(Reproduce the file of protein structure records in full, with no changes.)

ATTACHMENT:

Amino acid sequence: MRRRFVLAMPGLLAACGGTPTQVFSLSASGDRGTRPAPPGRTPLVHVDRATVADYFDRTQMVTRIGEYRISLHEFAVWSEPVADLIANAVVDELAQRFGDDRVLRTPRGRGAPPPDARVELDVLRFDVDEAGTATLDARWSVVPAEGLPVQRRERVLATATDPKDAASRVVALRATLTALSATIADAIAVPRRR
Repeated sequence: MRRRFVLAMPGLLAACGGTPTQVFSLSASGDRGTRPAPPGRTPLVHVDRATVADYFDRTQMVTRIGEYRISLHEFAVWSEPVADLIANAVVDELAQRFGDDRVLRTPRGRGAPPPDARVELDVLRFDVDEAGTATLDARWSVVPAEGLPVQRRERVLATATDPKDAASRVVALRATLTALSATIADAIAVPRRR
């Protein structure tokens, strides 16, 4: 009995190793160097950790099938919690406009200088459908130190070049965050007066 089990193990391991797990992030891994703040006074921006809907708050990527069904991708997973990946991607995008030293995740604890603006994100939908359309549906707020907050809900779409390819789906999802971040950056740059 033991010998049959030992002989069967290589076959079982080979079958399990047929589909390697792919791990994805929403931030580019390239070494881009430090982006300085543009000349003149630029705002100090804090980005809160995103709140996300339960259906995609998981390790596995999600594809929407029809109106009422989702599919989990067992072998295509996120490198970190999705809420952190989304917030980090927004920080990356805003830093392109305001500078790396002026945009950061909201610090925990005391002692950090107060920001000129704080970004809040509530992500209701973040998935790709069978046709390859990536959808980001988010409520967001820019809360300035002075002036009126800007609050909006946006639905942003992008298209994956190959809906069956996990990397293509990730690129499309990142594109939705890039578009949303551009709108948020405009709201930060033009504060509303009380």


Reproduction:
Amino acid sequence: MRRRFVLAMPGLLAACGGTPTQVFSLSASGDRGTRPAPPGRTPLVHVDRATVADYFDRTQMVTRIGEYRISLHEFAVWSEPVADLIANAVVDELAQRFGDDRVLRTPRGRGAPPPDARVELDVLRFDVDEAGTATLDARWSVVPAEGLPVQRRERVLATATDPKDAASRVVALRATLTALSATIADAIAVPRRR
Repeated sequence: MRRRFVLAMPGLLAACGGTPTQVFSLSASGDRGTRPAPPGRTPLVHVDRATVADYFDRTQMVTRIGEYRISLHEFAVWSEPVADLIANAVVDELAQRFGDDRVLRTPRGRGAPPPDARVELDVLRFDVDEAGTATLDARWSVVPAEGLPVQRRERVLATATDPKDAASRVVALRATLTALSATIADAIAVPRRR
């Protein structure tokens, strides 16, 4: 009995190793160097950790099938919690406009200088459908130190070049965050007066 089990193990391991797990992030891994703040006074921006809907708050990527069904991708997973990946991607995008030293995740604890603006994100939908359309549906707020907050809900779409390819789906999802971040950056740059 033991010998049959030992002989069967290589076959079982080979079958399990047929589909390697792919791990994805929403931030580019390239070494881009430090982006300085543009000349003149630029705002100090804090980005809160995103709140996300339960259906995609998981390790596995999600594809929407029809109106009422989702599919989990067992072998295509996120490198970190999705809420952190989304917030980090927004920080990356805003830093392109305001500078790396002026945009950061909201610090925990005391002692950090107060920001000129704080970004809040509530992500209701973040998935790709069978046709390859990536959808980001988010409520967001820019809360300035002075002036009126800007609050909006946006639905942003992008298209994956190959809906069956996990990397293509990730690129499309990142594109939705890039578009949303551009709108948020405009709201930060033009504060509303009380």